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GROW Through Allergy Discomfort

teacher and students learning outside

Living with food allergies and other allergic diagnoses means experiencing emotional discomfort, since uncomfortable feelings such as anxiety, worry, sadness, anger, and overwhelm can pop up at any time. 

But our mind doesn't like discomfort or anything that creates it, such as unpredictability, uncertainty, anything that isn't very clear cut, and sensations that mimic allergic reactions. It feels icky, hard and sometimes even impossible to get through these discomforts. And since our mind wants predictability and certainty to help it feel calmer and safer, it encourages us to make choices that lead us towards that calm - which typically means our mind pushes us to avoid the situation that created the uncomfortable feelings.

While it may seem easier (and safer) to always avoid situations that make us feel this way, if we do, then we limit our ability to develop confidence while living with allergies.

So then, this next statement may stir up those uncomfortable feelings for you:

Unfortunately, we have to step outside of our comfort zone to grow our food allergy-related confidence.

Simply put, if we avoid every opportunity to practice food allergy management skills because it's outside of our comfort zone, then it limits our ability to expand that comfort zone and eventually learn how to live confidently with allergies.

Sure, you still have the choice to avoid uncomfortable scenarios, BUT, if that is the main tool you use to get through the discomfort, then you're limiting your ability to live a fully engaged life even WITH allergies. 

So then, how do we learn to step outside of our comfort zone when so many situations feel so unsafe when managing allergies?

We need to identify strategies and tools that help us work through the uncomfortable feelings and sensations we experience in order to get to the other side - confidently living with our allergy.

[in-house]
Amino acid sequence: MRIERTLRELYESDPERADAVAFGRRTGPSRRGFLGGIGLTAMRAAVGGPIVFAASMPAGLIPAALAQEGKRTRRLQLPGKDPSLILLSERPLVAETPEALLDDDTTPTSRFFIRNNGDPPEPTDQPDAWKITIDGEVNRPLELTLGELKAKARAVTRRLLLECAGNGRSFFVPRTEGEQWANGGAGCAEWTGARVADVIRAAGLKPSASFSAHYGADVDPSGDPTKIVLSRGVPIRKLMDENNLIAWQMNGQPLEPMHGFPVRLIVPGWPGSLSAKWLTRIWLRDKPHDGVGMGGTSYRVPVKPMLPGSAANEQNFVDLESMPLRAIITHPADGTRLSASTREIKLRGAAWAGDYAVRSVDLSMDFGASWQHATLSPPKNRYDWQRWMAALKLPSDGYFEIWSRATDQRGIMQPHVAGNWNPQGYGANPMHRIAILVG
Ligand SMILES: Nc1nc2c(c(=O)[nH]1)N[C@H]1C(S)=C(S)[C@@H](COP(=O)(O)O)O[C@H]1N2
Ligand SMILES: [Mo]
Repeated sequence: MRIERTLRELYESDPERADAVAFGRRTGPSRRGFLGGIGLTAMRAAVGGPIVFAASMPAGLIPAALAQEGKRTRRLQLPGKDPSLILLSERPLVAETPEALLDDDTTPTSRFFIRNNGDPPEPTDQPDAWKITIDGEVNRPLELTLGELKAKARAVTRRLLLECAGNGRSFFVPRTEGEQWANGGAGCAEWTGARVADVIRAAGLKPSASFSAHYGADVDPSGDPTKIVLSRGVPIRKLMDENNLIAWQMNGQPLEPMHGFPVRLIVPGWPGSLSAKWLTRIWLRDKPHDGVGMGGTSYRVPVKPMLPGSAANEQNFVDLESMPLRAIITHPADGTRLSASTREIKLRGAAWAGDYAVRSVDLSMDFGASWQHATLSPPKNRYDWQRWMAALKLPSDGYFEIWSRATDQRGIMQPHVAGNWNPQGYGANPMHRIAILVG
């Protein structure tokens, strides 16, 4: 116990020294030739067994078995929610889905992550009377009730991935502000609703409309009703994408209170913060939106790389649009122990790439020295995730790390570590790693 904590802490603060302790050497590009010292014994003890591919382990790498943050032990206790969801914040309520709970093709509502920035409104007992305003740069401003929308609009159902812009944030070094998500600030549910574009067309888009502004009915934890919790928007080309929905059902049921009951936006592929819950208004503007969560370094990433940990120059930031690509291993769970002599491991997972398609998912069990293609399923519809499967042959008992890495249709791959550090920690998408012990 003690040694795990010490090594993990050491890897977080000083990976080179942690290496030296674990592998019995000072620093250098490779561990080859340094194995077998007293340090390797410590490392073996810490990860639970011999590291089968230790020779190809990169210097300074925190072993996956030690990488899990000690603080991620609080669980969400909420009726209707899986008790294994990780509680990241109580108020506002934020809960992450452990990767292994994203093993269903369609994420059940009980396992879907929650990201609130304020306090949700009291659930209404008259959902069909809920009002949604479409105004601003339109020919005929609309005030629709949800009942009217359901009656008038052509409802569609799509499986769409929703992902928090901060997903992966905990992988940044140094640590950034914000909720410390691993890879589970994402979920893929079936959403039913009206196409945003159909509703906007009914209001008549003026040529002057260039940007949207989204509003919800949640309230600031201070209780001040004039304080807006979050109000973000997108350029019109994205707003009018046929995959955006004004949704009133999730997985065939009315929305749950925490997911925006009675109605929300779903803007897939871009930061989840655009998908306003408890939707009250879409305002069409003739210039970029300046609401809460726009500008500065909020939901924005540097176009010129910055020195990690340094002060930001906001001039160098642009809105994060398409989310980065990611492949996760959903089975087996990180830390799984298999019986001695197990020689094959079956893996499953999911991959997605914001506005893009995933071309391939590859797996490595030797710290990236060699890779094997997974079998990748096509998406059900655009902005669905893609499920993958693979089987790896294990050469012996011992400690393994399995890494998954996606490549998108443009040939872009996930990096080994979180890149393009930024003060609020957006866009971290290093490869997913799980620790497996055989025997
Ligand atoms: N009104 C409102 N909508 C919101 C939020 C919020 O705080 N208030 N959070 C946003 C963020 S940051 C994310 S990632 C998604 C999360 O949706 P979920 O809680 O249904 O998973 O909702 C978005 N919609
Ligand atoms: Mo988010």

The list of strategies and tools that will help us work THROUGH the discomfort (rather than letting it STOP us) may include: 

  • Communication: Discuss with your allergist the actual versus perceived risk levels of various situations and scenarios that make you very uncomfortable

  • Identification: Make a list of scenarios you'd like to learn to develop more comfort with, and rank them by the level of importance in your life (i.e. how meaningful would it be and/or how much quality of life would it bring), and by distress level (i.e. how uncomfortable does it make you feel). This can help you determine WHERE to start first. 

  • Distress Management Tools: This can include tools to help with physical distress and uncomfortable situations (i.e. deep breathing, movement/walking),  and emotional distress (i.e. mindfulness strategies)

And here's a NEW tool to put in your toolkit!

The G-R-O-W Technique is a mindfulness-based skill to help you notice the discomfort, understand it, and move forward even with it being there. Best of all, it can be adapted and taught to kids, too!

G: GIVE the feeling or sensation a name.

You can simply name the emotion, or get more creative, giving it an actual name like "Mr. Worry". This allows you some distance between you and the feeling and/or sensation. This is what helps us pause so we can CHOOSE our actions and don't have to automatically do what the feelings or sensations say we should do. 

R: REVIEW why the feeling or sensation might be there.

Get really curious - what does this feeling want you to know? Are you trying something new? Do you need more information on a topic? Are you doing something important, but scary? We typically jump to assumptions and worst-case scenarios conclusions. We may assume something is too risky based on our feelings, so it’s important to identify other reasons why something may feel uncomfortable to do.

O: OBSERVE how it feels in your mind and body

Get to know how your mind and body react to this feeling or sensation. Does your stomach feel upset? Is your mind racing? Become familiar with how it feels when this emotion is present so you can tell the difference between anxiety and reaction sensations, and how it feels when you're doing something new versus doing something unsafe.

W: WAYS to move forward with discomfort.

This means mapping out workable solutions. What do you need to help you try this new situation or move forward rather than automatically avoid it? 

I'll leave you with this last piece of encouragement

Make the commitment to yourself that learning how to grow through discomfort and get off the allergy anxiety/overwhelm autopilot mode is important enough for you to do, even when it feels incredibly hard to. Sometimes that is all you need to do to get yourself on that journey, and it's a great place to start! 

Yes, it takes time and practice, but you WILL learn how strong you are...even if you don't always feel that strength. 


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